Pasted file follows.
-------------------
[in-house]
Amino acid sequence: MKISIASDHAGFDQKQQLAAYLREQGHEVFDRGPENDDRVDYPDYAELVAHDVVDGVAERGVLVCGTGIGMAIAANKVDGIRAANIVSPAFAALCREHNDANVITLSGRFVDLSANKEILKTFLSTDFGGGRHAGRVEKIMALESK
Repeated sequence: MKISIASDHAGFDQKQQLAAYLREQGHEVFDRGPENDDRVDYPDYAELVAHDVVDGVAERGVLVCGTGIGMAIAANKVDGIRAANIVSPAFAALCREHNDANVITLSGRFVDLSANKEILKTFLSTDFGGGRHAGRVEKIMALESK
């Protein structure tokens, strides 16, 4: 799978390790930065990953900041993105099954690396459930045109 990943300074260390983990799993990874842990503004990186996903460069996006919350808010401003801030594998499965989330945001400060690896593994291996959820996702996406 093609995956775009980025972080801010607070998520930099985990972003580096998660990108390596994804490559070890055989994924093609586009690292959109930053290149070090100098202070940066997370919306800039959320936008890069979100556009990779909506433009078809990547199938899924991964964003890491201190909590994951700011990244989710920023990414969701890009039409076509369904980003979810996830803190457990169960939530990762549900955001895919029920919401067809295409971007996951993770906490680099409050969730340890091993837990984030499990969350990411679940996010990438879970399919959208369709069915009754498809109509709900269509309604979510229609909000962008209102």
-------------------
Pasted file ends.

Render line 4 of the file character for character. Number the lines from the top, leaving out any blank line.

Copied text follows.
């Protein structure tokens, strides 16, 4: 799978390790930065990953900041993105099954690396459930045109 990943300074260390983990799993990874842990503004990186996903460069996006919350808010401003801030594998499965989330945001400060690896593994291996959820996702996406 093609995956775009980025972080801010607070998520930099985990972003580096998660990108390596994804490559070890055989994924093609586009690292959109930053290149070090100098202070940066997370919306800039959320936008890069979100556009990779909506433009078809990547199938899924991964964003890491201190909590994951700011990244989710920023990414969701890009039409076509369904980003979810996830803190457990169960939530990762549900955001895919029920919401067809295409971007996951993770906490680099409050969730340890091993837990984030499990969350990411679940996010990438879970399919959208369709069915009754498809109509709900269509309604979510229609909000962008209102």